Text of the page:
About one in every eight women will develop breast cancer at some point in their lives.
Dr. Vincent Tuohy with the Lerner Research Institute at the Cleveland Clinic is working on a vaccine that could possibly make preventing breast cancer as easy as getting a shot.
Dr. Tuohy has been working on developing this breast cancer vaccine since 2002 by genetically modifying mice to get triple-negative breast cancer by the time they are ten months old. His research team vaccinates the mice at 2 months old and waits to see if the mice develop breast cancer by ten months.
“They didn't show any breast tumors (when they turned 10 months old),” he said. “We were very pleased with those results.”
He got the promising results seven years ago, but says he received lots of push back and skepticism.
“It was a new idea, a little too new,” he said. “A little too far out of the box.”
But Dr. Tuohy kept going, attributing his tenacity with what he calls stubbornness, something he says he got from his parents.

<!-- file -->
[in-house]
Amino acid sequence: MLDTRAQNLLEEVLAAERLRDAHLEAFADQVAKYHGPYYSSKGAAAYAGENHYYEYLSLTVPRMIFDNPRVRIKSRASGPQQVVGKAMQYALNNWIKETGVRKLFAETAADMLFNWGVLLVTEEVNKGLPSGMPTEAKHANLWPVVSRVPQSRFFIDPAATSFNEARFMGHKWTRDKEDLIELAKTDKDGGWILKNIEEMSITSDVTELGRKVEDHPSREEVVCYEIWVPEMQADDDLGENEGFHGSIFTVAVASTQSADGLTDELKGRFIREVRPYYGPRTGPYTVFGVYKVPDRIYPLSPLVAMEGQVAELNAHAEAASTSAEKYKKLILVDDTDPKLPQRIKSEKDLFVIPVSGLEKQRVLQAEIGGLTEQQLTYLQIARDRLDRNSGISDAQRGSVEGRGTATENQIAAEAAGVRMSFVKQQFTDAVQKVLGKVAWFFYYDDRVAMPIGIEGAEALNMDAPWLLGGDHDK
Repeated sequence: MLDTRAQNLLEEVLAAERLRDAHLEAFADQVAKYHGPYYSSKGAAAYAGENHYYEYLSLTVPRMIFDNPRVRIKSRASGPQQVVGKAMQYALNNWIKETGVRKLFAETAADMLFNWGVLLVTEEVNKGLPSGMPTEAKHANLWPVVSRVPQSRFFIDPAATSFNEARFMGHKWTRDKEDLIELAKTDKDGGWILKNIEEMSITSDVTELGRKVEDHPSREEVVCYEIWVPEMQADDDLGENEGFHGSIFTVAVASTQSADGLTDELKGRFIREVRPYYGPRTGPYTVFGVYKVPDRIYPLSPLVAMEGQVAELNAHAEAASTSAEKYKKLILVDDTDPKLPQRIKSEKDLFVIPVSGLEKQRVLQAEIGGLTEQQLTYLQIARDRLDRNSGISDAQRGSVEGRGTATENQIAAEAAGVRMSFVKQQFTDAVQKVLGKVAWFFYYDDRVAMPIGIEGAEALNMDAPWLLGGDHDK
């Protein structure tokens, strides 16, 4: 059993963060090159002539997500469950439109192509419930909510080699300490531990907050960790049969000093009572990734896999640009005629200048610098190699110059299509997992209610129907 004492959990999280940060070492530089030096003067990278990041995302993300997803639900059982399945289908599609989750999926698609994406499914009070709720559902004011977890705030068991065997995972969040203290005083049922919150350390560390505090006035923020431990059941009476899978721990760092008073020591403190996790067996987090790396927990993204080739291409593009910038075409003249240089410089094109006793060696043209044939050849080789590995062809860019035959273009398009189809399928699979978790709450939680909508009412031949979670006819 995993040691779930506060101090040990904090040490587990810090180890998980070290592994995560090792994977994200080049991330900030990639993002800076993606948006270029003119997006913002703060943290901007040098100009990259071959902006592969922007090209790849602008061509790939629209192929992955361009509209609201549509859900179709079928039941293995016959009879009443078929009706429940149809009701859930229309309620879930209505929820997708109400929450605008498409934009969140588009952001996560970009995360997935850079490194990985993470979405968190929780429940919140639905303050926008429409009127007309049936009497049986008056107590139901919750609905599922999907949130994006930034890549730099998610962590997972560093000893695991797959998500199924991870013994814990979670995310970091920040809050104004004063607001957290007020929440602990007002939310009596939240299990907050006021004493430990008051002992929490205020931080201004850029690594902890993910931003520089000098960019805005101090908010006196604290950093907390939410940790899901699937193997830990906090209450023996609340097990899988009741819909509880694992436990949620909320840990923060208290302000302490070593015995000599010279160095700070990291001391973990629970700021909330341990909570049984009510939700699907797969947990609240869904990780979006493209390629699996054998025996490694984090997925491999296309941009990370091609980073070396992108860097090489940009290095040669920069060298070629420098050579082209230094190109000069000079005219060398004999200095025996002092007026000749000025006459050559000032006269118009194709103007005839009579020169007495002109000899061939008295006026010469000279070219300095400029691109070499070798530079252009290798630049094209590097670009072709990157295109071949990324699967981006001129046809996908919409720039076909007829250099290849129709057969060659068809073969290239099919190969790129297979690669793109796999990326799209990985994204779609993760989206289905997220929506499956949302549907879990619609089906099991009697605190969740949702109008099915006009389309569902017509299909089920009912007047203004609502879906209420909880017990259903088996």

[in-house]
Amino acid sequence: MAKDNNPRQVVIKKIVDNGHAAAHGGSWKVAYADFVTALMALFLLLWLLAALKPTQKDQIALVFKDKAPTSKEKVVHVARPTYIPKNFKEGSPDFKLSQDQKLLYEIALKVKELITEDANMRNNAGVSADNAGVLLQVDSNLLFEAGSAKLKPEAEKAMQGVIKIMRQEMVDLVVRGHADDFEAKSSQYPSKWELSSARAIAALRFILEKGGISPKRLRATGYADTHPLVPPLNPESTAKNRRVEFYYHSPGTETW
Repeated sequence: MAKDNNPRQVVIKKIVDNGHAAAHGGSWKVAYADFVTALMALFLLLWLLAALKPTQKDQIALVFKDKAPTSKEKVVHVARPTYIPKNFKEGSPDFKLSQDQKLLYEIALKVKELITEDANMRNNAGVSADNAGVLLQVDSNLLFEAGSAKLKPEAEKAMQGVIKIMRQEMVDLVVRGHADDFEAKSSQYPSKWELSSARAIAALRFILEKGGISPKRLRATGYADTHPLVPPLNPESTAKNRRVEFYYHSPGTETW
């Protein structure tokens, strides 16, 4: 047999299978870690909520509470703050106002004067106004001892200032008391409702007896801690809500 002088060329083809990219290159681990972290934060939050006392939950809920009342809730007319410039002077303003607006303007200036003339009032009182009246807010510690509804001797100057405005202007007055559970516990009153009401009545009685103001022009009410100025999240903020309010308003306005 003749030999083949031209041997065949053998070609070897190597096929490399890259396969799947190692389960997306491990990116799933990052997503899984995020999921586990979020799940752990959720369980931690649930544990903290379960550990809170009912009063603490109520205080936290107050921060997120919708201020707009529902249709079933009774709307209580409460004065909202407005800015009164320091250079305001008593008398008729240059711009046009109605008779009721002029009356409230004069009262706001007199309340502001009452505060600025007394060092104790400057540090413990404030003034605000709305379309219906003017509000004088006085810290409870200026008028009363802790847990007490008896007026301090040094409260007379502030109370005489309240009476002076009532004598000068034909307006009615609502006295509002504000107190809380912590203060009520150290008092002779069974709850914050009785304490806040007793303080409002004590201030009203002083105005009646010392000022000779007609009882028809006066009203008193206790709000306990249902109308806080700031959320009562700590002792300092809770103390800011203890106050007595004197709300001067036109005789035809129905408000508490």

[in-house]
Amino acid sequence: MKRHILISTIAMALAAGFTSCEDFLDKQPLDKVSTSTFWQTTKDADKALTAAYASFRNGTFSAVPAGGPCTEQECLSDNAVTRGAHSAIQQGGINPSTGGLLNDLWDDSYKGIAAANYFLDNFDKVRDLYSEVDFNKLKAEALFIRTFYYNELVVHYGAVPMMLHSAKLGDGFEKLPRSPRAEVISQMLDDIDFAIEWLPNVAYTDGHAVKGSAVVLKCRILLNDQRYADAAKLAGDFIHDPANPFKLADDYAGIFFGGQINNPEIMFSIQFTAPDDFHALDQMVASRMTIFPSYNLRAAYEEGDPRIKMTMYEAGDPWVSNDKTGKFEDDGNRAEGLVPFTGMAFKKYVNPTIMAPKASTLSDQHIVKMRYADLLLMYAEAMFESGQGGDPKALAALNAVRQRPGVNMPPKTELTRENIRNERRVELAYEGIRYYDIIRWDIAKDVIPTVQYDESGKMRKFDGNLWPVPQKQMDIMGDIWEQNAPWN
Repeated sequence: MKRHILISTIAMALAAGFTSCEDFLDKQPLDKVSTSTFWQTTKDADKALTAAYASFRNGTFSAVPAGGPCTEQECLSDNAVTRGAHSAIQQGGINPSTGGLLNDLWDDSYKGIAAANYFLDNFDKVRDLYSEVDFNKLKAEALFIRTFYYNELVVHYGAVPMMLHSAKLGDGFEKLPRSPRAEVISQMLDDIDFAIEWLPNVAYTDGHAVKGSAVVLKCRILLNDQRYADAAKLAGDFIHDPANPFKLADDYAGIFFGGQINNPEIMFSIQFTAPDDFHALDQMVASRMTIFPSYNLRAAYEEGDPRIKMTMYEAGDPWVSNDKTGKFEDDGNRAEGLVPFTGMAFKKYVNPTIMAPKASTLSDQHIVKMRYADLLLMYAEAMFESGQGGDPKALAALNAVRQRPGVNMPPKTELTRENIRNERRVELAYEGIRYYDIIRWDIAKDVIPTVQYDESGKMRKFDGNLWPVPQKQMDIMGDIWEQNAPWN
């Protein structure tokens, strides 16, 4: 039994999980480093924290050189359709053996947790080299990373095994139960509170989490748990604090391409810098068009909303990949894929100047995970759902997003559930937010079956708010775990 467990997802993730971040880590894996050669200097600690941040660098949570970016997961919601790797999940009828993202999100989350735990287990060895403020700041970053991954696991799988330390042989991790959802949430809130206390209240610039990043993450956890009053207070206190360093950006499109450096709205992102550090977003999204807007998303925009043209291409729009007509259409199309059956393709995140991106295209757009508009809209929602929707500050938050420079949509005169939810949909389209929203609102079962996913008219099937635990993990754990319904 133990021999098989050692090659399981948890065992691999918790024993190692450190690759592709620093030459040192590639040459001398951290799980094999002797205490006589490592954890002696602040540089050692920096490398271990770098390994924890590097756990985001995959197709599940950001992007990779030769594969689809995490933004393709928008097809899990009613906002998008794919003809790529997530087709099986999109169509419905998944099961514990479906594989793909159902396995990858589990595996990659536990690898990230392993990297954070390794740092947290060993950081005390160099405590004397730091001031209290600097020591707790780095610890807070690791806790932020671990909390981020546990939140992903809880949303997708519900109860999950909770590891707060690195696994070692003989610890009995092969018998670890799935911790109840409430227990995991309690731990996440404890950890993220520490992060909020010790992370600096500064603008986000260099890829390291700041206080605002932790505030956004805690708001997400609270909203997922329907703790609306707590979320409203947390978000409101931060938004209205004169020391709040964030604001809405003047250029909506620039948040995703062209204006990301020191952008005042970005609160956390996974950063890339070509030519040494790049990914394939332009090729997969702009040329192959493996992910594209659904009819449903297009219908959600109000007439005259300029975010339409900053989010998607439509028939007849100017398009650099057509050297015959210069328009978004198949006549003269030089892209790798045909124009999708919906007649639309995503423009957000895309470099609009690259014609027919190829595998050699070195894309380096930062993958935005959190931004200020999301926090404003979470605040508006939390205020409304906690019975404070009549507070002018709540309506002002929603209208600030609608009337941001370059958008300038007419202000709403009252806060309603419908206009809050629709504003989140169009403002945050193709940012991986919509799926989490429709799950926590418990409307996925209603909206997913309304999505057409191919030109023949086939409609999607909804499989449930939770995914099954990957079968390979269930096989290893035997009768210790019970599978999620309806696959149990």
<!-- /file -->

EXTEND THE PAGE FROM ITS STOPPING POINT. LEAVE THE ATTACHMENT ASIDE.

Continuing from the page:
His vaccine contains a special protein to prevent triple-negative breast cancer, which can be hereditary and is the deadliest form of breast cancer.
His unique take is to tackle the cancer defensively, instead of offensively.
“The way we deal with cancer, we wait for it to happen,” said Tuohy. “Then, we beat the daylights out of it with surgery and chemotherapy and immunotherapy and hormone therapy and radiation therapy.”
His passion and tenacity paid off. Just last month, the Department of Defense awarded him a $6 million grant to hold human clinical trials.
While Dr. Tuohy is overjoyed by the news, his journey is far from over.
“This is the first attempt that we have at preventing just one form of breast cancer,” he said. “There are other forms of breast cancer that I think need to be prevented.”
In addition, Tuohy is working on developing a vaccine for ovarian cancer.